TT: We loved the food and would like to do it again. AH: I loved reading in school with Mum.
Juniper class have started their new whole class read- SkySong. As part of the pre read, we researched Inuits and Kazakh Eagle Hunters, which will be in the book and presented our findings in a fact file!
Today the children all came dressed up as different book characters. Foundation children looked at a book by Michael Morpurgo called Jemima the Pig and the 127 Acorns. Year one children looked at Rocket Rules by Nathan Bryon and Dapo Adeola. Throughout the day we completed activities related to the books, we also enjoyed some peer reading and shared our favourite books with one another.
E- I have been getting excited about World Book Day because I love to dress up.
C- I have been reading Fantastic Mr. Fox and have been enjoying it, so I have come dressed up as Mr. Fox.
K- Mrs. Brady showed us the different books you can buy with your World Book Day token, I think I will get a funny book.
H- The World Book Day song we watched was interesting because it mentioned loads and loads of books and I have read some of them too.
D- We have found out about an author called Simion Farnaby today. We watched him talking about his books and we wrote down the interesting things he said.
W- Simon Farnaby has written a story about a guinea pig who had a magic spell put on him and then he could suddenly talk.
M- We imagined what it would be like if animals could talk to us.
L- I liked drawing pictures of animals that were also a bit human.
E- Mrs. Brady was Little Red Riding Hood and she was scared that there was a wolf outside. She didn't go to Granny's house in the end, so we had to eat all the cakes!
We have had lots of fun today sharing the enjoyment of our favourite stories and book characters. First we played a game where we had to summarise a story and act it out. The rest of the class had to guess the story.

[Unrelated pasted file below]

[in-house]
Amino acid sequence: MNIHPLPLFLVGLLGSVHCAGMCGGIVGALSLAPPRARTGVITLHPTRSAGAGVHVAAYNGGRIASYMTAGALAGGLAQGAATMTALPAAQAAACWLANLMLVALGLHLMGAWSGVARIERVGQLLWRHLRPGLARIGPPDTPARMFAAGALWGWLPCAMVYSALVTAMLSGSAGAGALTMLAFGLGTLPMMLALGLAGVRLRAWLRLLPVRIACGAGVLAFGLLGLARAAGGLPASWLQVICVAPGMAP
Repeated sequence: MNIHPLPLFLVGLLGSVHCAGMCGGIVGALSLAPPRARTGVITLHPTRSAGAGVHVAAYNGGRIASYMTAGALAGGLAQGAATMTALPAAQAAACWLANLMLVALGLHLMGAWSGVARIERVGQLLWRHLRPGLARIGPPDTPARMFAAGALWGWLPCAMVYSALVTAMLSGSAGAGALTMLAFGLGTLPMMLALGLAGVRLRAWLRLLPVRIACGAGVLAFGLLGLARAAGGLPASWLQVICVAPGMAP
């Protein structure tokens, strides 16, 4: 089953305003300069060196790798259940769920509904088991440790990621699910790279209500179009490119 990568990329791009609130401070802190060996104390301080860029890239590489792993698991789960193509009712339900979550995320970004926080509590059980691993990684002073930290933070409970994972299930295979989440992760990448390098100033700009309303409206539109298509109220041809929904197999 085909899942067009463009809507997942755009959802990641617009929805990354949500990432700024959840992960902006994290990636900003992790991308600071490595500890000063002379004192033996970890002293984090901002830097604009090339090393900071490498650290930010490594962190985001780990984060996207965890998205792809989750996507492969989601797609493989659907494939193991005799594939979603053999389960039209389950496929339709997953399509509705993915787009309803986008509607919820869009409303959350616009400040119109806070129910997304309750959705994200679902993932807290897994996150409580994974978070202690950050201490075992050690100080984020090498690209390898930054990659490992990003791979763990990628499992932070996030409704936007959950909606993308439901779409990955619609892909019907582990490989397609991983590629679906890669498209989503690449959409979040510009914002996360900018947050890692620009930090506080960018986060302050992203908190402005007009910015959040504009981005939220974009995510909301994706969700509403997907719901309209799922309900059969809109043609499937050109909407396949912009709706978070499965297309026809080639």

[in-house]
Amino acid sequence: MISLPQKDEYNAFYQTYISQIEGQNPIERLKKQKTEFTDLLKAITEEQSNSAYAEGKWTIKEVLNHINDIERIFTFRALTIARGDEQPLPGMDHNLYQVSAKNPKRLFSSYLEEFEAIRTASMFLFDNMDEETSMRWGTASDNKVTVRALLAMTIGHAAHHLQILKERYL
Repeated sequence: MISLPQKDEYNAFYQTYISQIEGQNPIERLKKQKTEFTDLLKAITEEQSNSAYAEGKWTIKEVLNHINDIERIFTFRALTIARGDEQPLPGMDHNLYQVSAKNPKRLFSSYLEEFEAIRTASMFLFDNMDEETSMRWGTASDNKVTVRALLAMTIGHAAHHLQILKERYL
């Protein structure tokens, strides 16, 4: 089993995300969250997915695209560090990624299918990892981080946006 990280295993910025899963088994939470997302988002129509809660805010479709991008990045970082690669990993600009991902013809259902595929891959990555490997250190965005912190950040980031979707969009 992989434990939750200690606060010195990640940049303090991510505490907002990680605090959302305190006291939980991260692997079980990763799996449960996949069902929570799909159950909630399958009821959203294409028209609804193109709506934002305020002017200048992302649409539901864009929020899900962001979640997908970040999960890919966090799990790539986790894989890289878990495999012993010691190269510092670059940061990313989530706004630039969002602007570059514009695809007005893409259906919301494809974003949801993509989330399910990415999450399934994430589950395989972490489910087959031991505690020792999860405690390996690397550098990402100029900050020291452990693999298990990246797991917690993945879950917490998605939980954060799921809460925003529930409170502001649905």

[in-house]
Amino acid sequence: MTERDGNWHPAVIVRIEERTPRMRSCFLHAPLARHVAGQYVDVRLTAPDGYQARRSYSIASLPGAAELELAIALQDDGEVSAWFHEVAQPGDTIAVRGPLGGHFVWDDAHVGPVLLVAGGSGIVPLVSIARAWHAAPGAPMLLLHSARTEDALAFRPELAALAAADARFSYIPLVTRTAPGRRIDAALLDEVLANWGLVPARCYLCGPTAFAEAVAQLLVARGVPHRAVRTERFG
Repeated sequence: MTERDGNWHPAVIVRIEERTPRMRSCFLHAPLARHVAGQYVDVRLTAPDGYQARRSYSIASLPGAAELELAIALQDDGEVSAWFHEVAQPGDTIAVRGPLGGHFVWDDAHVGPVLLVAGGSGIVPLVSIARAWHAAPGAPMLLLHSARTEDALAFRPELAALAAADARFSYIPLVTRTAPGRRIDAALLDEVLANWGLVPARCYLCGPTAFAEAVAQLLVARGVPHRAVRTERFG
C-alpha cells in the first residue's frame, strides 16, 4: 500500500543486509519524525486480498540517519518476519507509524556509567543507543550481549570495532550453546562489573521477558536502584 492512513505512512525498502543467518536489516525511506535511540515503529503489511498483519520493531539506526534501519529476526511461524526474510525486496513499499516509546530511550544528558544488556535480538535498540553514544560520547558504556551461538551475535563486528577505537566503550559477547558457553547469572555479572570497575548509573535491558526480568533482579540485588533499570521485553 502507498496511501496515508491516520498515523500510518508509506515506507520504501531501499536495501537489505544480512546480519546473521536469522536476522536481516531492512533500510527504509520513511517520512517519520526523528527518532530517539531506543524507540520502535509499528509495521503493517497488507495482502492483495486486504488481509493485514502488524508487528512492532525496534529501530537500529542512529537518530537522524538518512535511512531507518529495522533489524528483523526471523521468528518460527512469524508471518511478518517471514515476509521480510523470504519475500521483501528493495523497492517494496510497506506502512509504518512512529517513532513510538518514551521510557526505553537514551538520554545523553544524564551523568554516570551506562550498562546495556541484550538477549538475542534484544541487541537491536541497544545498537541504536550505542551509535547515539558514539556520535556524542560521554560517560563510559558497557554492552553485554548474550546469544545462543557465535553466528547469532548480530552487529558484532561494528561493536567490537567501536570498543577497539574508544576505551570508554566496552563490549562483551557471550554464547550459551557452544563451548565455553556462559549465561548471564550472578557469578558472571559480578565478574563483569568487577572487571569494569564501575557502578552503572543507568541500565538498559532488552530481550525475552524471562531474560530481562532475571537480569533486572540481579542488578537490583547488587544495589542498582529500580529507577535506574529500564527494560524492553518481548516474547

Then we played another game where we were given words/clues and we had to guess the story. Lastly we looked at the work of Nadia Shireen who has written a book called "Welcome to Grimwood" which is set in a wood which she has made "wonky" by having human things left in the wood.
-"I liked playing guess the book because I got lots of them right"
-"I liked summarising the story because it was funny"
- "I liked writing about Grimwood because we used art to draw a forest and then we added rubbish. It made us think about writing and the environment"
Willow class had a lovely World Book Day. We used a text called the 'World's Worst Class', about another fictional Year 4 class. After listening to some extracts from the authors, we used drama to help us create a character for a new teacher. We looked at how we would describe the character using a range of language skills. We also wrote some reviews about our most/least favourite books and linked our PE dance unit into some fictional works about animals as well.
We all look fantastic in our world book day costumes.
To celebrate World Book day this year Juniper class are focusing on the Author Ben Baily Smith.
It was great to hear about how he thinks of ideas for this writing explaining his influences and how he uses his experiences in life as ideas for his writing.
We enjoyed sharing an extract from his text The Last Word. We examined his style of writing and then had a go at the 100 word writing challenge he set us…